Wednesday, February 3, 2010

Let Freedom Ring

My friend Melinda Snodgrass transcribed the words of Judge William Young who presided at the trial of Richard "Shoe Bomber" Reid. This is what our justice system is about and it is what religious fanatics--no matter where they are--hate most about our way of life. Look at those individuals in this country screaming that the justice system can't possibly work when the Constitution is followed and you will find religious zealots looking to bring on Armageddon. Read what Judge Young says and be glad that some people remember who and what we are:

We are not afraid of any of your terrorist co-conspirators, Mr. Reid. We are Americans. We have been through the fire before.

There is all too much war talk here. And I say that to everyone with the utmost respect. Here in this court where we deal with individuals as individuals, and care for individuals as individuals, as human beings we reach out for justice.

You are not an enemy combatant. You are a terrorist.

You are not a soldier in any war. You are a terrorist.

To give you that reference, to call you a soldier gives you far too much stature. Whether it is the officers of government who do it or your attorney who does it, or that happens to be your view, you are a terrorist. And we do not negotiate with terrorists. We do not treat with terrorists. We do not sign documents with terrorists. We hunt them down one by one and bring them to justice.

So war talk is way out of line in this court. You're a big fellow. But you're not that big. You're no warrior. I know warriors. You are a terrorist. A species of criminal guilty of multiple attempted murders. In a very real sense Trooper Santiago had it right when first you were taken off that plane and into custody and you wondered where the press and where the TV crews were and he said you're no big deal.

You're no big deal...

It seems to me you hate the one thing that to us is most precious. You hate our freedom. Our individual freedom. Our individual freedom to live as we choose, to come and go as we choose, to believe or not believe as we individually choose. Here, in this society, the very winds carry freedom. They carry it everywhere from sea to shining sea.

It is because we prize individual freedom so much that you are here in this beautiful courtroom. So that everyone can see, truly see that justice is administered fairly, individually, and discretely. It is for freedom's seek that your lawyers are striving so vigorously on your behalf and have filed appeals, will go on in their, their representation of you before other judges. We care about it. Because we all know that the way we treat you, Mr. Reid, is the measure of our own liberties.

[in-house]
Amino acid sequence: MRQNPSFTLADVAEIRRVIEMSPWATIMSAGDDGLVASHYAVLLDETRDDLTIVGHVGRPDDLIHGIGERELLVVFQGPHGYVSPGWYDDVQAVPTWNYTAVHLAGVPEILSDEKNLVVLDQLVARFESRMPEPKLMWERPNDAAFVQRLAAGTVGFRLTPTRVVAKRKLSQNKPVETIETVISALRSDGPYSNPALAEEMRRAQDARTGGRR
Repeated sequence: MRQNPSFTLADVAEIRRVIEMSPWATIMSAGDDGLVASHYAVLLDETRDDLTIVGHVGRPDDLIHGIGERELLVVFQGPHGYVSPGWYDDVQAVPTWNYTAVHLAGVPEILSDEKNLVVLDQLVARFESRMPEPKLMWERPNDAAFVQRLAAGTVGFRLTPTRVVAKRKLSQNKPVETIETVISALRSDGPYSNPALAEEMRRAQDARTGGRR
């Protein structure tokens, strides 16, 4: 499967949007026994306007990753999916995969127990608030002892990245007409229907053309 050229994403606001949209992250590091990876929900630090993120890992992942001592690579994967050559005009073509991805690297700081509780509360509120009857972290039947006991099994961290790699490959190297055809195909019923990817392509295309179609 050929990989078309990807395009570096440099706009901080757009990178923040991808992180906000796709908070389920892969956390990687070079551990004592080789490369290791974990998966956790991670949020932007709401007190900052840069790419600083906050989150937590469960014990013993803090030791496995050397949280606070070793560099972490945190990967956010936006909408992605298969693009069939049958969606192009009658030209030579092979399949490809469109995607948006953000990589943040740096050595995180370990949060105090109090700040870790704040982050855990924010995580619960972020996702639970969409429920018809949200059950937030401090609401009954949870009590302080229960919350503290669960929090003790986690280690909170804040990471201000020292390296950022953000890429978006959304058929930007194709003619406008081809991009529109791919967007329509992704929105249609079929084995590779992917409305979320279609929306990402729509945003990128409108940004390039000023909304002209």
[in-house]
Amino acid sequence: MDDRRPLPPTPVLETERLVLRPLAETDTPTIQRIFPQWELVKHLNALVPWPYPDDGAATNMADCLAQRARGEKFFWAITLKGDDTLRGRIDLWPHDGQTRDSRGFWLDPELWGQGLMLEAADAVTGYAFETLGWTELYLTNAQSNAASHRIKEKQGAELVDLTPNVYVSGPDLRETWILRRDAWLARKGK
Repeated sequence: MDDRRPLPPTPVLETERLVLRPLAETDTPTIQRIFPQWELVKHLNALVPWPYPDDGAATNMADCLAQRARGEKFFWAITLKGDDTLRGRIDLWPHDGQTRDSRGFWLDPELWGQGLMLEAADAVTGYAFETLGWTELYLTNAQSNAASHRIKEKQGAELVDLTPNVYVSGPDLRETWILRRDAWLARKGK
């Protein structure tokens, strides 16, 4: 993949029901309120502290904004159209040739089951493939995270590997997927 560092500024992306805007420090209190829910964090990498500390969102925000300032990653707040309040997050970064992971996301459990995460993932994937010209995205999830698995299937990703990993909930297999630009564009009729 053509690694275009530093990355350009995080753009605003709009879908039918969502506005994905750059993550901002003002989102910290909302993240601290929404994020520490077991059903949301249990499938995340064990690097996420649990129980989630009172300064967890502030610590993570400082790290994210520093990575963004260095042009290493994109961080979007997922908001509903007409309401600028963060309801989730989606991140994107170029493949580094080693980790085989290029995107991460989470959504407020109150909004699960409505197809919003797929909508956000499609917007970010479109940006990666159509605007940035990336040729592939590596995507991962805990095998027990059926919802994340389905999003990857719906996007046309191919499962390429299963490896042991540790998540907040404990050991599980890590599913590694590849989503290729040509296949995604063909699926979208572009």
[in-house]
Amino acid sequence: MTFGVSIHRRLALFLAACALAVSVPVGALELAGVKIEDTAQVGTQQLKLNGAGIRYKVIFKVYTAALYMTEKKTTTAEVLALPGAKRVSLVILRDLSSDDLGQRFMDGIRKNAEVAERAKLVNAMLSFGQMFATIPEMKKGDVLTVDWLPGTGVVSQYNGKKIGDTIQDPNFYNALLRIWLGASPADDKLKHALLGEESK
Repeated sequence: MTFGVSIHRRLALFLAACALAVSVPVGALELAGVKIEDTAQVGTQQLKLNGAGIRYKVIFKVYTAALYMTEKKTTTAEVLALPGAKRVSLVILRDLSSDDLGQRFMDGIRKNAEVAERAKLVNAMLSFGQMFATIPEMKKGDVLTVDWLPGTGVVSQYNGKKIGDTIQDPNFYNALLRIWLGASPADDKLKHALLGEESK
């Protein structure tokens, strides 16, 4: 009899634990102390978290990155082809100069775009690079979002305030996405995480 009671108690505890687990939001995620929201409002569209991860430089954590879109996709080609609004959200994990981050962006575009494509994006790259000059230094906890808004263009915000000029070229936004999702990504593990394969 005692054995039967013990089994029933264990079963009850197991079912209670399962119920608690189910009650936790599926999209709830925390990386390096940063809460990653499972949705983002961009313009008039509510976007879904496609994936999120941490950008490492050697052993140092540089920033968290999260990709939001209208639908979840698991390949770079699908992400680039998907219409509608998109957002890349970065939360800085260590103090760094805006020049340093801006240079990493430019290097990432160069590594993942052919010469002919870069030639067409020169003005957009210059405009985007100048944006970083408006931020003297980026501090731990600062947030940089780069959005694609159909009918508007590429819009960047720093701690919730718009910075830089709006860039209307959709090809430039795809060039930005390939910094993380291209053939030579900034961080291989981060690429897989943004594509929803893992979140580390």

Make no mistake though. It is yet true that we will bear any burden; pay any price, to preserve our freedoms. Look around this courtroom. Mark it well. The world is not going to long remember what you or I say here. Day after tomorrow it will be forgotten. But this, however, will long endure. Here, in this courtroom, and courtrooms all across America, the American people will gather to see that justice, individual justice, justice, not war, individual justice is in fact being done.

The very President of the United States through his officers will have to come into courtrooms and lay out evidence on which specific matters can be judged, and juries of citizens will gather to sit and judge that evidence democratically, to mold and shape and refine our sense of justice.

See that flag, Mr. Reid? That's the flag of the United States of America. That flag will fly there long after this is all forgotten. That flag still stands for freedom. You know it always will.

Custody, Mr. Officer. Stand him down.

Tuesday, February 2, 2010


My arm is still in a cast, but I may be lucky enough to avoid surgery. On Thursday, this cast is coming off so the surgeon can see a better x-ray. I'm terrified that things will hurt when I try to move the elbow. I want to be able to take a shower and wash my hair without a whole production going on.

Moving the horses got delayed for a month. Ride-on's new facilities weren't ready because of the rain,so we're still at the old place, which is up for sale. If I could convince Len to move to Chatsworth, I'd consider buying it.

The place we made an offer on is in limbo because it turns out the seller's agent has contacted neither the first nor the second mortgage holder to work out a deal and the seller may decide to take the house off the market. I don't claim to know much about real property, but I know a little about contracts, and that smells to high heaven. Unfortunately, we haven't seen anything that works as well for us. So far. At least now we've got a letter saying we've been approved for a loan, so we can jump on something we like. If we find something.

Our old house is moving toward completion. We're meeting with a landscape person on Thursday so we can get the outside tidied up. It looks nice, but it is just too small.

Equine Affaire is this weekend in Pomona. I'm not sure I am going to get out to it because I need someone to drive me. Ashley, who has been riding Ace, is going to compete in the extreme cowboy challenge on her Welsh pony. I'd love to see it.

Speaking of Ace, he is royally pissed at me. I got up to the ranch to pay board last Saturday and he wouldn't come over to see me. When Ashley rode him over, he turned his head away. I wanted to cry. His saddle came back from Schleese, but it is shifting side-to-side. The fitter may be able to come out on Sunday, but Ashley can't be there to ride him and I can't climb into the saddle either. It will be interesting.